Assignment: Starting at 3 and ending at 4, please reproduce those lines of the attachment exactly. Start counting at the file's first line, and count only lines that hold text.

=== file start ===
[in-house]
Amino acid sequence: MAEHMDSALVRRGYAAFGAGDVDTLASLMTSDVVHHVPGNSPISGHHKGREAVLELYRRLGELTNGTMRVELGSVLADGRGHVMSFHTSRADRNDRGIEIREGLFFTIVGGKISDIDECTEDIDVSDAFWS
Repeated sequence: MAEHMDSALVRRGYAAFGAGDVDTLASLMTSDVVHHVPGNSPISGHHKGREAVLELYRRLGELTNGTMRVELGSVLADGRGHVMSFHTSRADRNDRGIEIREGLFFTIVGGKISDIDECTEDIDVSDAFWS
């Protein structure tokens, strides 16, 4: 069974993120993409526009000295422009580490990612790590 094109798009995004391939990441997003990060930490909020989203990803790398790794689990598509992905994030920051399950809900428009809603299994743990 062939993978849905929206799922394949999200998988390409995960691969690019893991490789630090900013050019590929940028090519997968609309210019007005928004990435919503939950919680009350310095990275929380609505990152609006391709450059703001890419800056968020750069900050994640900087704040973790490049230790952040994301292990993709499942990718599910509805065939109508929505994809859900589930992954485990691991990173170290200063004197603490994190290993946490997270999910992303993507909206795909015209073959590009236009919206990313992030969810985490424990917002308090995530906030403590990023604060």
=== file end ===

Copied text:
Repeated sequence: MAEHMDSALVRRGYAAFGAGDVDTLASLMTSDVVHHVPGNSPISGHHKGREAVLELYRRLGELTNGTMRVELGSVLADGRGHVMSFHTSRADRNDRGIEIREGLFFTIVGGKISDIDECTEDIDVSDAFWS
């Protein structure tokens, strides 16, 4: 069974993120993409526009000295422009580490990612790590 094109798009995004391939990441997003990060930490909020989203990803790398790794689990598509992905994030920051399950809900428009809603299994743990 062939993978849905929206799922394949999200998988390409995960691969690019893991490789630090900013050019590929940028090519997968609309210019007005928004990435919503939950919680009350310095990275929380609505990152609006391709450059703001890419800056968020750069900050994640900087704040973790490049230790952040994301292990993709499942990718599910509805065939109508929505994809859900589930992954485990691991990173170290200063004197603490994190290993946490997270999910992303993507909206795909015209073959590009236009919206990313992030969810985490424990917002308090995530906030403590990023604060």